Rodeos Are Outdated and Cruel
Each year across Australia and New Zealand, thousands of gentle bulls and calves are abused in front of jeering crowds at cruel and archaic events called rodeos. T hese events began back in the 1920s (before indigenous Australians were even considered citizens, to give you an idea of how outdated these spectacles are !) , as a way for station hands to show off.
Rodeos are founded on speciesism and cruelty. They usually involve several particularly abusive events, namely bull and “bronc” (horse) riding, calf roping, and steer wrestling. Many events see animals who have been confined and provoked forced to “put on a show” by being chased – which is terrifying for these prey animals – and abused.
Bull and Bronc Riding
Bull and bronc riding are particularly associated with rodeos.
Eyewitness reports and video footage have revealed bulls and broncs being provoked via electric prodding , kicking, hitting, and tail pulling before being released from a chute with a rider on their back. While the rider clings on, trying to remain saddled for as long as they can (or for eight seconds in bronc riding), the disoriented and agitated animal attempts to throw them off.
These animals are far from willing participants in such spectacles. Bulls and horses instinctively buck and twist in response to being kicked with spurs and tightly bound with flank straps around their sensitive underbellies. In their panicked state – akin to the stress these animals would feel when trying to evade a predator – the animals may run into solid objects, stumble awkwardly, or suffer a dangerous fall.
In calf roping, calves as young as 4 months old are released into the arena and chased by a “roper” on horseback. The roper’s goal is to lasso the animal around the neck and then yank the rope to bring them to the ground on their back so that they can restrain the calf by tying three of their legs together . Aside from the injuries that these calves can sustain, research shows that the baby animals experience fear and pain throughout the ordeal .
Calf roping is so cruel that it’s effectively been banned in South Australia and Victoria, where cattle used in rodeos must weigh at least 200 kilograms.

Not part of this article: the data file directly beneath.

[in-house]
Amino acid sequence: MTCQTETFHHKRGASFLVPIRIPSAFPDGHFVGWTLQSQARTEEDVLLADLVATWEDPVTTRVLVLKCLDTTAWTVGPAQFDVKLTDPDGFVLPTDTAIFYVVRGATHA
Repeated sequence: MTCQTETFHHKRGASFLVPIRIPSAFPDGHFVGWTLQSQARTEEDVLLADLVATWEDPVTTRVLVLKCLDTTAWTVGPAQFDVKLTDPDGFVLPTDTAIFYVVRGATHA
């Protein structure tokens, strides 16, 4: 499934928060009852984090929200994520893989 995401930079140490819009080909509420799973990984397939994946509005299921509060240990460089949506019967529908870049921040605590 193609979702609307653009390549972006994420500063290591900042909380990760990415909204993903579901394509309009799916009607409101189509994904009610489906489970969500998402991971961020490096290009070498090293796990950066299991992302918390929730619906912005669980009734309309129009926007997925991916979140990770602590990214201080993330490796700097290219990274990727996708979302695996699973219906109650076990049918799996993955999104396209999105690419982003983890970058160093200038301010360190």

Like calf roping, steer wrestling involves a mounted rider pursuing a frightened animal. A rider ropes a steer around the horns then wrestles them to the ground before tying the animal’s hooves together.
As no independent review of the industry exists, injuries are not recorded. Although exact figures are unknown, Professional Bull Riders Australia estimates that one bull in every 100 rodeos will be injured while being used in these events .
Because each state has different animal welfare regimes, there is no Australia-wide protection for these animals. While Queensland prohibits the use of prodders on horses, Victoria prohibits “excessive” use of electric prodders on cattle, and the Australian Capital Territory has banned rodeos entirely, all other states and the Northern Territory continue to allow the use of electric prodders on both cattle and horses.
Therefore, much of what happens to animals in rodeos – and many of the things that result in fear, torment, and the risk of serious injury – are legal.
Abuse Outside the Arena
Animal suffering goes beyond the rodeo itself. Animals exploited by these events also endure forced breeding and spend long hours being hauled from event to event in cramped transport trucks – where they are confined for up to 10 hours at a time .
When the animals become too tired or injured to continue, they are typically sent to slaughter.
How You Can Help
Rodeo riders voluntarily risk injury in these events for a chance to win thousands of dollars in prize money , but the animals they use have no such choice.
Just like with all attractions that exploit animals, the best way to help the bulls, calves, and horses used in rodeos is to never attend these events and choose cruelty-free entertainment instead.